Instead of making good on a two yearlong promise to take on review the Public Protector’s report that an unlawfully dismissed army commander be reinstated, Defence Minister Nosiviwe Mapisa-Nqakula backtracked last month and had the matter removed from the court roll.
The case involves the SA National Defence Force’s non-compliance with a 2012 recommendation of the military ombuds to reinstate Lieutenant Colonel Bushy Mvithi to the air force – a finding confirmed by Public Protector Busisiwe Mkhwebane in 2017.
Mvithi told City Press he had not been served with the notice that the review hearing of Mkhwebane was sitting on September 9, and it was Parliament – following his complaint to them – which alerted him.
But a day after he filed his opposing papers at the Pretoria High Court the matter was removed from the roll.
On September 4 the minister’s attorneys served a notice of removal of the case from the court roll, but this was not a withdrawal of the application for a review.
Judiciary spokesperson Nathi Mncube said “the status of the matter stays as is between parties until the matter is re-enrolled for a final court order. If the respondent views the removal as prejudicial, they may enrol the matter to seek an order in respect of the removal”.
In terms of Rule 41 of the court, the applicant “may at any time before the matter has been set down and thereafter by consent of the parties or leave of the court withdraw such proceedings”.
The other parties may apply to court for an order for costs.
In August, a desperate Mvithi took his case to the Constitutional Court but his application fell through.
Without income since 2012 and unable to afford lawyers, he filed the papers on his own before the apex court, which ruled that “the applicant has not placed before the court exceptional circumstances for direct access”.
The judges suggested that Mvithi should consider the lower courts, where for two years Mapisa-Nqakula, claiming she intended to lodge a court review, had refused to implement the Public Protector’s remedial action that Mvithi should return to work.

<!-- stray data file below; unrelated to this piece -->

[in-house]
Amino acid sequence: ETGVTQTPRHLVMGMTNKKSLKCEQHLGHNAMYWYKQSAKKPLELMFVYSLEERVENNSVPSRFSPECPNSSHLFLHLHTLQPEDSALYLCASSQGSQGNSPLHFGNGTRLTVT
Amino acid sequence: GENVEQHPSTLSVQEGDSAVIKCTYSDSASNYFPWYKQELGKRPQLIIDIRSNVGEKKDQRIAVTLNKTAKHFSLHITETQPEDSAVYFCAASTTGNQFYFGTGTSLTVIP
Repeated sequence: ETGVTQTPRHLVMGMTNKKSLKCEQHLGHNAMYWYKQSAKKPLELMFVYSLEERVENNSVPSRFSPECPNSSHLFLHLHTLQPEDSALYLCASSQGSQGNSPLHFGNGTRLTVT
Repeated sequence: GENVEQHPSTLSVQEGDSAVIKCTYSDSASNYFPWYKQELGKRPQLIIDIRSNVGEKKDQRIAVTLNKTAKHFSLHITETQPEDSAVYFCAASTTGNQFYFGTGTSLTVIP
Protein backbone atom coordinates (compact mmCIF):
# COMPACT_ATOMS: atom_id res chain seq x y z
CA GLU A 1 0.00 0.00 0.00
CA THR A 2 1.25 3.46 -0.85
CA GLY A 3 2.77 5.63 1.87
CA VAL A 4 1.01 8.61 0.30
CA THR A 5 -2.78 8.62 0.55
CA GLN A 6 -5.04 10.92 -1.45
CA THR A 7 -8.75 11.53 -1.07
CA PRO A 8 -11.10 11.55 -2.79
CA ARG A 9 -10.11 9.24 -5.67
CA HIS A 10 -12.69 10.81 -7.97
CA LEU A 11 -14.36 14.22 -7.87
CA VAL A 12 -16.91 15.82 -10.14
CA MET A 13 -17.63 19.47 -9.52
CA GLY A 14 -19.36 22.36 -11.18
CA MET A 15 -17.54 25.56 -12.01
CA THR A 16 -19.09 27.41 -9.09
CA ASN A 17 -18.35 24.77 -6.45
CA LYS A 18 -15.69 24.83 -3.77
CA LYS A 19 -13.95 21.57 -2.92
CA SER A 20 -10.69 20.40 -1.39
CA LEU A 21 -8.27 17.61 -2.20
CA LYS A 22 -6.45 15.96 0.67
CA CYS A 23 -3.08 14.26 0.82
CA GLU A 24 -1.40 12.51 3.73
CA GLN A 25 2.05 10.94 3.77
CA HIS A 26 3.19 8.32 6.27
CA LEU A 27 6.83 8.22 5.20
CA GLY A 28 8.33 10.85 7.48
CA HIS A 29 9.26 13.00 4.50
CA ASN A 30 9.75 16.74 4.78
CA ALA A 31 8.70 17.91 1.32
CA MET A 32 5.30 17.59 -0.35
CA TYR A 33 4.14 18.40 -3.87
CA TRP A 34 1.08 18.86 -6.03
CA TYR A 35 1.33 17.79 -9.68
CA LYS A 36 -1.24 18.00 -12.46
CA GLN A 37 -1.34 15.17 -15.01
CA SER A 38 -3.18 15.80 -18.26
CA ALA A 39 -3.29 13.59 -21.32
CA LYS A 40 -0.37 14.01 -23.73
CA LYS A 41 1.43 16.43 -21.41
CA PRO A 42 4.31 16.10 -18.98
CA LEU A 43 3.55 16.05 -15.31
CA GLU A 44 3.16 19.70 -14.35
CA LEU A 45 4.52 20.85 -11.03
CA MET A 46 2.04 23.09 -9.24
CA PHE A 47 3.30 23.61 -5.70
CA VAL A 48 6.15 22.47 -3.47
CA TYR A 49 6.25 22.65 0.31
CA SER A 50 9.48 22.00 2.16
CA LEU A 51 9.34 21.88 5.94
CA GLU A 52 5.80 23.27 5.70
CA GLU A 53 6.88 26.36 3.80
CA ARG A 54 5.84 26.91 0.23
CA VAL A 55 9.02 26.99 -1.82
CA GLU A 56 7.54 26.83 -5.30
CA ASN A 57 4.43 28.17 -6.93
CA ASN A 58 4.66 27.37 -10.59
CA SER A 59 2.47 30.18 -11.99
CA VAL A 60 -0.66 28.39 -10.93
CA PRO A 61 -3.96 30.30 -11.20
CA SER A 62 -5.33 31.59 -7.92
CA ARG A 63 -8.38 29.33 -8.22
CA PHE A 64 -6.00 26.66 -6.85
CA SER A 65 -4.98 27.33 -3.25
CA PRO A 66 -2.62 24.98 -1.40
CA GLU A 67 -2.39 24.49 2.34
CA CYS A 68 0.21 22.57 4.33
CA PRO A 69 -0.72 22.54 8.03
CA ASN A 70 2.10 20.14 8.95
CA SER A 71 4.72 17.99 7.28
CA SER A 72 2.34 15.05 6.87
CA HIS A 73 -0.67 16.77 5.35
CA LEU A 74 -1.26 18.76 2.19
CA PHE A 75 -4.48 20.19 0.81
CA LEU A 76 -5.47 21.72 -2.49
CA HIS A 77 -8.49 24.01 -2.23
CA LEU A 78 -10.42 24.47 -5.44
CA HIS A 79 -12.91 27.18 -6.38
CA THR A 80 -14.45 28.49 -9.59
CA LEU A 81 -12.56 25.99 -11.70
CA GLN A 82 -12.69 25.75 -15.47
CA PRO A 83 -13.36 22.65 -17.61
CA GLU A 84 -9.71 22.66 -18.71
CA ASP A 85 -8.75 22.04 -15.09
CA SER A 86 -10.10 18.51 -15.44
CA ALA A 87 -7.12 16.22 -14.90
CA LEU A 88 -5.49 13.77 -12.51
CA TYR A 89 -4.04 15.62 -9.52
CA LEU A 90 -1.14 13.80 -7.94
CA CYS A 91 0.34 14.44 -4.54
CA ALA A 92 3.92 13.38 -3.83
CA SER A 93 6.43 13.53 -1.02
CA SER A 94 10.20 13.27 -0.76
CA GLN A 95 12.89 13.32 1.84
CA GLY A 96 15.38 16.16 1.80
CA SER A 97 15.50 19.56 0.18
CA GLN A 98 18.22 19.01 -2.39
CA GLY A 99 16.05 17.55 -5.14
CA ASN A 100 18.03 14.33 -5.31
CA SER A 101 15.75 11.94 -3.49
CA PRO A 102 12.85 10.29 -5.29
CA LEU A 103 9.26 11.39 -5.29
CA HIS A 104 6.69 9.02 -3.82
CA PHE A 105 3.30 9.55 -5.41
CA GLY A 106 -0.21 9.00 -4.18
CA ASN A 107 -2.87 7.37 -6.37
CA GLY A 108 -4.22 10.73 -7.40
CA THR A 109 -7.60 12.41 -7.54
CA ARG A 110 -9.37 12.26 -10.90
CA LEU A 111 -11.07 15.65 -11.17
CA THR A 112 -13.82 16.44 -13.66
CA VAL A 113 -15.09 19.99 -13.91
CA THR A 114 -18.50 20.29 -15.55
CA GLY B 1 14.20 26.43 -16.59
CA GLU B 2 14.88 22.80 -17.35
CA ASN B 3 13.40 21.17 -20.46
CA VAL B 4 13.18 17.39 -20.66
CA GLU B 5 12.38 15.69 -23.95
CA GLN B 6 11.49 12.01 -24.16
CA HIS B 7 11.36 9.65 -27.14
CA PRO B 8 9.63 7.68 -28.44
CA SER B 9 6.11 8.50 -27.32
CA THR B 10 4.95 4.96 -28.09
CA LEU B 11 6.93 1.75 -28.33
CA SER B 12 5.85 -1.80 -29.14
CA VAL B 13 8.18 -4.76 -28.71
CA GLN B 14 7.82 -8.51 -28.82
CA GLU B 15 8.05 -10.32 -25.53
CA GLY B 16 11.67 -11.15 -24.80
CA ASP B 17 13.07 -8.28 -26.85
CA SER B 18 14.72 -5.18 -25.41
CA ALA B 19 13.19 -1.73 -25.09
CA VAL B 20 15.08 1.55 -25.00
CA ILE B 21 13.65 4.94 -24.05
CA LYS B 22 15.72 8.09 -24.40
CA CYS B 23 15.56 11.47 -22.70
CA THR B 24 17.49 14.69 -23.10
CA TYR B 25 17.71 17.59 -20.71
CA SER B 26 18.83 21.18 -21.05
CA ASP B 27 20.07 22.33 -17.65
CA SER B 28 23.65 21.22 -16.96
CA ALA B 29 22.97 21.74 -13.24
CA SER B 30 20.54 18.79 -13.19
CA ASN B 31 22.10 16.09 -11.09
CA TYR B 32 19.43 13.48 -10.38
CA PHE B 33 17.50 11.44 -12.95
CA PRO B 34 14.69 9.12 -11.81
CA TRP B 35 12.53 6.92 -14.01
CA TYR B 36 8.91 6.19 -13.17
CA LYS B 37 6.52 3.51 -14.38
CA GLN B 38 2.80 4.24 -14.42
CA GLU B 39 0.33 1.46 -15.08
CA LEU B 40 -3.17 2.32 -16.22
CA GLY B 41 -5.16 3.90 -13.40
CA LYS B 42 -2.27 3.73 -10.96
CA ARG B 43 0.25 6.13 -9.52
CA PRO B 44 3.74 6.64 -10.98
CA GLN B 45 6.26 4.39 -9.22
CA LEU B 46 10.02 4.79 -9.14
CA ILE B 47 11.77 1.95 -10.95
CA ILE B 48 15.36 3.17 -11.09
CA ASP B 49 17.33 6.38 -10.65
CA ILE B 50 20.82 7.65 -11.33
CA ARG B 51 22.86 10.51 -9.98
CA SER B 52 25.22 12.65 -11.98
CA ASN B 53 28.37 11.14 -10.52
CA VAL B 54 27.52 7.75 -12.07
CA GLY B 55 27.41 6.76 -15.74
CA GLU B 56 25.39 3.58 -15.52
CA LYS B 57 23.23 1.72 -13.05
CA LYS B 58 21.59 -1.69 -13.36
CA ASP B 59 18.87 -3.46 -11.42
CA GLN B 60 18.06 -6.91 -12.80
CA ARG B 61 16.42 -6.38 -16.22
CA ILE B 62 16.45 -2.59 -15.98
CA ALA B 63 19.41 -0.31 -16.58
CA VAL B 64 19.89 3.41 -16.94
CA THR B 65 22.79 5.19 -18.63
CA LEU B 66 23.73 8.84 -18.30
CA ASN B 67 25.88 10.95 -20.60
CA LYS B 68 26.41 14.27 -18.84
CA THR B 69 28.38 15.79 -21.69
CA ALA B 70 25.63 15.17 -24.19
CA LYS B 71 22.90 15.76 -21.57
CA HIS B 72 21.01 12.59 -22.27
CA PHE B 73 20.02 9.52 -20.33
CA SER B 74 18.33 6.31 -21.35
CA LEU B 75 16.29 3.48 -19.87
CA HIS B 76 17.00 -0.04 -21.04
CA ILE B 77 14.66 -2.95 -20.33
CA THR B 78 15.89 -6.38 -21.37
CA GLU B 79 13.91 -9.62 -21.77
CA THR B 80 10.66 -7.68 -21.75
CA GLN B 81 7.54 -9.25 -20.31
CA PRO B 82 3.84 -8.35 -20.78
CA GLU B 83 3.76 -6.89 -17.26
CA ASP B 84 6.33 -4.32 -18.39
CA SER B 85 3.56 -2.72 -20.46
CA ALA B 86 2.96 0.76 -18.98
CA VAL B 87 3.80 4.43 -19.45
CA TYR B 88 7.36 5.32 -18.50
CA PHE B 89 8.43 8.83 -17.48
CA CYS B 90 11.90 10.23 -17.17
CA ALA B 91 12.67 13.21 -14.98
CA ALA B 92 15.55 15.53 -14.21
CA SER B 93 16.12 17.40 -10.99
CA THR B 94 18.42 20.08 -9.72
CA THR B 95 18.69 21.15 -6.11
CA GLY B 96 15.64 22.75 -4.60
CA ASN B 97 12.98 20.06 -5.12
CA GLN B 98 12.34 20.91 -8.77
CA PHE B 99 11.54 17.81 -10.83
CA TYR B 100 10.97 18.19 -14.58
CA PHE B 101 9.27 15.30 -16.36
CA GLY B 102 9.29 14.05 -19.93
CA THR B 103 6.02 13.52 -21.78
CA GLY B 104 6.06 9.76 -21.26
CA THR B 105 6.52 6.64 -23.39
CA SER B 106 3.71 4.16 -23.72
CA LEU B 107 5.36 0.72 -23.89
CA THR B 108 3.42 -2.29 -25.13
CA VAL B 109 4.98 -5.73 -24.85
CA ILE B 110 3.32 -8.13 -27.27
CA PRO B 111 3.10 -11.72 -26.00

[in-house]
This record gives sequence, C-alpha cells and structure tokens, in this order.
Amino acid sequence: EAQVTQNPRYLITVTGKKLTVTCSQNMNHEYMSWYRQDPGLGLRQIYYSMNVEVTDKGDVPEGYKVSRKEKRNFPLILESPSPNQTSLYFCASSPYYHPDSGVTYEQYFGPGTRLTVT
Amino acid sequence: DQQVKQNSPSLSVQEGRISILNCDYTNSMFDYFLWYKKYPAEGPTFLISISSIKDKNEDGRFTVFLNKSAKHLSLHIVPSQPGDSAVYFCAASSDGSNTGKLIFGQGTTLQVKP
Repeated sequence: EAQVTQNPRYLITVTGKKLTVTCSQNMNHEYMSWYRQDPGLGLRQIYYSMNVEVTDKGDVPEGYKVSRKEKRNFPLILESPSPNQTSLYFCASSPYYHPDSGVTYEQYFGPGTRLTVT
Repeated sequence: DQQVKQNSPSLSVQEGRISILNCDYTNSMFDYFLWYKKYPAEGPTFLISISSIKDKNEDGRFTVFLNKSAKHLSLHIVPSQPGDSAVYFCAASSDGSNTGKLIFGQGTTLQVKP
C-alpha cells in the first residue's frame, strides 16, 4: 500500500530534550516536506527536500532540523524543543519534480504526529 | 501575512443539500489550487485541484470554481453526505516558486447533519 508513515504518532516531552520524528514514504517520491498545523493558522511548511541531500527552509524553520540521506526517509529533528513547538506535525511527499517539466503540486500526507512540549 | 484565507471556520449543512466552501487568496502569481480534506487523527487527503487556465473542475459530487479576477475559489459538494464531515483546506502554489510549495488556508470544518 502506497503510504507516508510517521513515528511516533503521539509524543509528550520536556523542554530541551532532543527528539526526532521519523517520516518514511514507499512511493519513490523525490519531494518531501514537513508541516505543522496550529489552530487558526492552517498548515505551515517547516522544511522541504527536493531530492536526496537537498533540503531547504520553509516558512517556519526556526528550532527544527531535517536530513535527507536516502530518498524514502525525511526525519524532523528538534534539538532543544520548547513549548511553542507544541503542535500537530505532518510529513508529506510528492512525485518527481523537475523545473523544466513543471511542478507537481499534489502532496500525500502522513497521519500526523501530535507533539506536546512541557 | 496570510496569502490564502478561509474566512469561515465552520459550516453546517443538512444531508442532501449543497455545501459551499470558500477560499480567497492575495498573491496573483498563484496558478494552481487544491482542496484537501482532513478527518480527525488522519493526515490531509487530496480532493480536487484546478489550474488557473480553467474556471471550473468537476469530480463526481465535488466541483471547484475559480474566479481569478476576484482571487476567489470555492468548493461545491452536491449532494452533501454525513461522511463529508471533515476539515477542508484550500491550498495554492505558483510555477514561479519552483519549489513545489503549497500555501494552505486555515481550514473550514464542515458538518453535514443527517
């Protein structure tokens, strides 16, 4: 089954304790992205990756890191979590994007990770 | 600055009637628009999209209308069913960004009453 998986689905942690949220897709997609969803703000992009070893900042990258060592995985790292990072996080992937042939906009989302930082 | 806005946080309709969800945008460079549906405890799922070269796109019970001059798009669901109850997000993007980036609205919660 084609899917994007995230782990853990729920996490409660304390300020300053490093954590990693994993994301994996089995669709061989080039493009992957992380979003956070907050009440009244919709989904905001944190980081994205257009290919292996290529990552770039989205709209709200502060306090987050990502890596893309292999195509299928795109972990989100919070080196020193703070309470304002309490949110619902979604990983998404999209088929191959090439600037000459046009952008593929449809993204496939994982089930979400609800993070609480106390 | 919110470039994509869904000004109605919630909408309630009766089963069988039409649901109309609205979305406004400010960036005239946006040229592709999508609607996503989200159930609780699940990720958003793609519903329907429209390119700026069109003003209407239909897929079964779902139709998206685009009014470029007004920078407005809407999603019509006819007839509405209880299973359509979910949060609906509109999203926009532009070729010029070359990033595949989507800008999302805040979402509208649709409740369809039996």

“Accordingly, if he is so minded, the applicant may approach another court that has jurisdiction to entertain the matter as a court of first instance,” read the order dated August 14 that was only sent to Mvithi on September 10 by the court registrar, Kgwadi Makgakga.
Although Makgakga said the court “will not engage in any further correspondence regarding this matter,” Mvithi wrote later to Chief Justice Mogoeng Mogoeng’s complaints desk, including the update that the high court hearing scheduled for September 9 was removed from the roll at the minister’s behest and without his consent.
In February, Mkhwebane named and shamed Mapisa-Nqakula as being among those who defied her remedial action, mentioning specifically Mvithi’s case, which she concluded in July 2017.
She said Mvithi and his family were without a source of income due to maladministration by the defence department and “now and again, Mvithi writes to me, complaining that my office is doing nothing about this plight when in fact we have done all that we could”.
“In one of his correspondences, he recounted how he can’t even afford sanitary towels for his teenage daughters as a result of what he sees as a failure to assist from my office,” Mkhwebane said then.
Mkhwebane, who also had powers to lodge a contempt application against members of the executive and officials who disregard her reports, had previously threatened to report Mapisa-Nqakula to the Speaker of the National Assembly.
In another twist, Mvithi received summons dated September 9 to appear before a senior military judge on September 30 “concerning common law assault, intimidation and [other charges] preferred against you”.
This despite the fact that he was fired seven years ago, and military courts generally do not prosecute civilians.
“You are required to attend as heretofore commanded and to remain in attendance until the conclusion of the proceedings unless the military judge sooner excuses you. Failure to comply with the commands and requirements of this summons will render you liable to a fine or imprisonment for a period not exceeding one month,” read the letter signed by a Colonel T Dengwa.
Mvithi told City Press last week that no military judge was prepared to preside over the case.
He said a senior military judge passed the matter to a junior judge, who also refused to preside because he was of a junior rank to Mvithi and that was not allowed in terms of the Military Disciplinary Measures Act.
South African National Defence Union’s Pikkie Greeff said: “Military courts only have jurisdiction over persons who are subject to the military discipline code.”
If Mvithi was indeed discharged in 2012, then the military court does not have jurisdiction, Greeff said.
Mvithi said his “quest for swift justice has been hell for my family, my sickly elderly mother, only left to survive on the pension grants of equally sickly elderly mother-in-law”.
He said his children have not been getting their school reports due to unpaid fees and his 14-year-old daughter “is already showing signs of depression”.
“These are just a few of the day-to-day hardships and misery that my family is going through with. I cannot afford swift equitable justice which on its own is prohibitively expensive”.
Defence spokesperson Siphiwe Dlamini said “the matter is sub judice.”